• Small tobacco growers worried over leaf imports


    Local tobacco growers on Wednesday asked the gov-ernment to make public the result of its probe over the alleged under-declaration by Mighty Corp. of its imported tobacco leaf.

    In a statement, the Ilocos Sur-based Banayoyo Refore-station and Tobacco Growers Credit Cooperative (BRTGCC) called on the Bureau of Custom’s Post Entry Audit Group to disclose the result of its investigation over the questionable trade practices of Mighty.

    “As far as we know, the deadline has lapsed,” said BRTGCC President Franciso Gamboa.

    To recall, the BOC in its October 21 letter to Mighty, asked the Bulacan-based ci-garette manufacturer to res-pond to the charges within 15 days.

    Gambao said that local tobacco growers were alarmed over the continued entry of cheap tobacco leaf into the country, which is way below the cheapest tobacco they sell.

    He said that it would ultimately drive the local tobacco growing industry out of business if the practice of Wongchuking-led firm—which imports tobacco leaf at $0.68 (P29.24) a kilo in 2011 and 2012—is allowed to persist.

    “We cannot compete against this very low price of Mighty imports,” Gamboa said.

    “Maybe that is why we don’t see the Wongchuking family here in the North. They don’t buy tobacco from us. Maybe in some other places but I’m sure the volume is very low,” he added.

    According to the farmers’ group, the government-mandated floor price in 2011 was P58.69 a kilo for flue-cured tobacco and P38.42 for burley. For 2012, the floor price was P75 for flue-cured and P61 for Burley.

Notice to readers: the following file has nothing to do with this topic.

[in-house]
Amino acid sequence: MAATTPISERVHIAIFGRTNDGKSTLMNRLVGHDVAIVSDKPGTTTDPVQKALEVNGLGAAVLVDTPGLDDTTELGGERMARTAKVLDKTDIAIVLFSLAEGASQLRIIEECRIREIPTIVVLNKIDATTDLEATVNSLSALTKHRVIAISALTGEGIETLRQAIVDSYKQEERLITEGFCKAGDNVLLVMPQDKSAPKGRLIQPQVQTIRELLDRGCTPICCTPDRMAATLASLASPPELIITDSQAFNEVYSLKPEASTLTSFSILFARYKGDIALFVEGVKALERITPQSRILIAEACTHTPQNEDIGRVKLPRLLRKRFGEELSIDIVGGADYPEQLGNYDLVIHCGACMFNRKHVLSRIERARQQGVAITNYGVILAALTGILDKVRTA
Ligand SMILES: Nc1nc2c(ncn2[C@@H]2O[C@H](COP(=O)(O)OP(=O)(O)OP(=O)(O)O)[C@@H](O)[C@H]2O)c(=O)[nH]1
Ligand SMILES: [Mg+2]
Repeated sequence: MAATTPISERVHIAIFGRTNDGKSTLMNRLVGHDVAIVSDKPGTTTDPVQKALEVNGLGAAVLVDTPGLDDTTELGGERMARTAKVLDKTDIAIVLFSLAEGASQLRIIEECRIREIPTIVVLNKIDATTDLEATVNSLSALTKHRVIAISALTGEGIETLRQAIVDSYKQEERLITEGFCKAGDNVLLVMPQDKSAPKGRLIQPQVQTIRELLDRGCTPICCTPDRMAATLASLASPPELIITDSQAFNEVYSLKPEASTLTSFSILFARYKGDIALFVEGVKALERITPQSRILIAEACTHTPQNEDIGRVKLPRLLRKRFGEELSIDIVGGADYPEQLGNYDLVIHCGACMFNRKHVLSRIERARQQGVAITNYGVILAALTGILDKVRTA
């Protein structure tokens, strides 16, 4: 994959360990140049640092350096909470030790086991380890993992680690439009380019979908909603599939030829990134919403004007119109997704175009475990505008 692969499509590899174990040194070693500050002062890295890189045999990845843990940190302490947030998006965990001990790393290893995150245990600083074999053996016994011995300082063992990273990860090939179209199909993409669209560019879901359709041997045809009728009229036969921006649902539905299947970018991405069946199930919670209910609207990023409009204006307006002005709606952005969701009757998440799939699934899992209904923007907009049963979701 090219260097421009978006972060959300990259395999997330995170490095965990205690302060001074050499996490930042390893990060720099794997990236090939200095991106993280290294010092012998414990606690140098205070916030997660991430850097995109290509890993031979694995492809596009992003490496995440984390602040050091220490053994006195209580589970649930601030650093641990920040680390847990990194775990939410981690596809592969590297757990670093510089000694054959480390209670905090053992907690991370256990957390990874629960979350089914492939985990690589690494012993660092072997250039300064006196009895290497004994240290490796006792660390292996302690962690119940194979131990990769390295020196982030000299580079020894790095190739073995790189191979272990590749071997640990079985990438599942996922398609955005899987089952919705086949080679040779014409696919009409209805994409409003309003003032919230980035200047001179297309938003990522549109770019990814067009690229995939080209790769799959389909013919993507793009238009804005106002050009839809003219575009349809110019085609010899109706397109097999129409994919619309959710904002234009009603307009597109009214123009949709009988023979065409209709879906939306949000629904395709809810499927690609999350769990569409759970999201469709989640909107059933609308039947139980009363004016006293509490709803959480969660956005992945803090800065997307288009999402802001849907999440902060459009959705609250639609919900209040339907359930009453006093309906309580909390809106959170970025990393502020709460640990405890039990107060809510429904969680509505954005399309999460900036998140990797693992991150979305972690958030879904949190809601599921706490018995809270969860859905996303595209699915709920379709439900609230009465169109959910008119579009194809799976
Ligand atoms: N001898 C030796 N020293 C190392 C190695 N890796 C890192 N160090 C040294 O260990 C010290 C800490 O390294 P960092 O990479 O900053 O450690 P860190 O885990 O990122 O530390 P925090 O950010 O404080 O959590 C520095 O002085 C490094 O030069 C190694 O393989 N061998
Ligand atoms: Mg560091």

Isabel Jimeno of the Samahan ng Magtatabako ng Kanlurang Mindoro said that local tobacco industry “will die without a fight” if the government allowed the company to continue bring into the country cheap tobacco leaf.

    “What is amazing is how they can import at a single price of $0.68 per kilo, all the various types of tobacco,” she added.

    Earlier, Department of Finance Secretary Cesar Purisima ordered the BOC and the Bureau of Internal Revenue to investigate the alleged under-declaration of Mighty’s imports.

    BOC records show that the cheapest imported tobacco at that time was $3.39 a kilo, way above the $0.68 a kilo im-portation of Mighty.

    Besides tobacco leaf, Mighty reportedly imported acetate tow, the raw material used for cigarette filter at $0.30 a kilo. The cheapest tow imported in 2011 and 2012 was at $5.26 a kilo.

    The House Ways and Means Committee upon a resolution filed by Rep. Pablo Javier will conduct its own inquiry into the alleged questionable trade practices of Mighty.

    According to news reports, Mighty has grown from 7-percent market share in December 2012 to 20 percent in June 2013, and is now the dominant manufacturer in the low-price segment.


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    1. First the farmers should unit and ask their members of Congress to pass a law that will compel Mighty Corp. and others to buy from them. Also they must push both Congress and the executive to investigate the continued dumping of raw materials in the country.

    2. Obviously, Mighty is playing the under-declaration game in cahoots with BOC personnel. Mighty is not only depriving the government of proper import tax but also depriving our own farmers of earnings from their tobacco leaves.

    3. There must be a law that will push tobacco companies to buy from local markets. What some of these companies have been doing is import raw materials at very cheap prices then cheat government by not paying the correct excise taxes.